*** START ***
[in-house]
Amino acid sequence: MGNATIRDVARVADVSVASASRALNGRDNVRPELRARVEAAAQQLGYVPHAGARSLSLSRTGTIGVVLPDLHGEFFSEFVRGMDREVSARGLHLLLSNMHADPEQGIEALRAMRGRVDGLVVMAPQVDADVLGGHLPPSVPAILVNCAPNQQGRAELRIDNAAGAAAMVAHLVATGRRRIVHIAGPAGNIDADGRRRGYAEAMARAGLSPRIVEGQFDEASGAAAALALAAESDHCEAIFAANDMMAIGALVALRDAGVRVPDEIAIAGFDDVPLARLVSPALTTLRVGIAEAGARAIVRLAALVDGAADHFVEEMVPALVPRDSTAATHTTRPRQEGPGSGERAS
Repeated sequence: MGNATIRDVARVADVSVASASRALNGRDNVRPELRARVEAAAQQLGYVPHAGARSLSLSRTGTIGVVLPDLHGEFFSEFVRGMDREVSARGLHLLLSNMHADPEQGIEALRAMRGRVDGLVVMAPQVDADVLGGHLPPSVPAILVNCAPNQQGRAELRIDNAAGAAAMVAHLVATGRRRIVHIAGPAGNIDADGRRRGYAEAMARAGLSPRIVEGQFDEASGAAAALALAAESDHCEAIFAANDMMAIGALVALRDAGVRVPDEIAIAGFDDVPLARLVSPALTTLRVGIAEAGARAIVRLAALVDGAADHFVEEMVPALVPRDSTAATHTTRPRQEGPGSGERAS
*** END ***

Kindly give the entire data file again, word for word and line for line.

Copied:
[in-house]
Amino acid sequence: MGNATIRDVARVADVSVASASRALNGRDNVRPELRARVEAAAQQLGYVPHAGARSLSLSRTGTIGVVLPDLHGEFFSEFVRGMDREVSARGLHLLLSNMHADPEQGIEALRAMRGRVDGLVVMAPQVDADVLGGHLPPSVPAILVNCAPNQQGRAELRIDNAAGAAAMVAHLVATGRRRIVHIAGPAGNIDADGRRRGYAEAMARAGLSPRIVEGQFDEASGAAAALALAAESDHCEAIFAANDMMAIGALVALRDAGVRVPDEIAIAGFDDVPLARLVSPALTTLRVGIAEAGARAIVRLAALVDGAADHFVEEMVPALVPRDSTAATHTTRPRQEGPGSGERAS
Repeated sequence: MGNATIRDVARVADVSVASASRALNGRDNVRPELRARVEAAAQQLGYVPHAGARSLSLSRTGTIGVVLPDLHGEFFSEFVRGMDREVSARGLHLLLSNMHADPEQGIEALRAMRGRVDGLVVMAPQVDADVLGGHLPPSVPAILVNCAPNQQGRAELRIDNAAGAAAMVAHLVATGRRRIVHIAGPAGNIDADGRRRGYAEAMARAGLSPRIVEGQFDEASGAAAALALAAESDHCEAIFAANDMMAIGALVALRDAGVRVPDEIAIAGFDDVPLARLVSPALTTLRVGIAEAGARAIVRLAALVDGAADHFVEEMVPALVPRDSTAATHTTRPRQEGPGSGERAS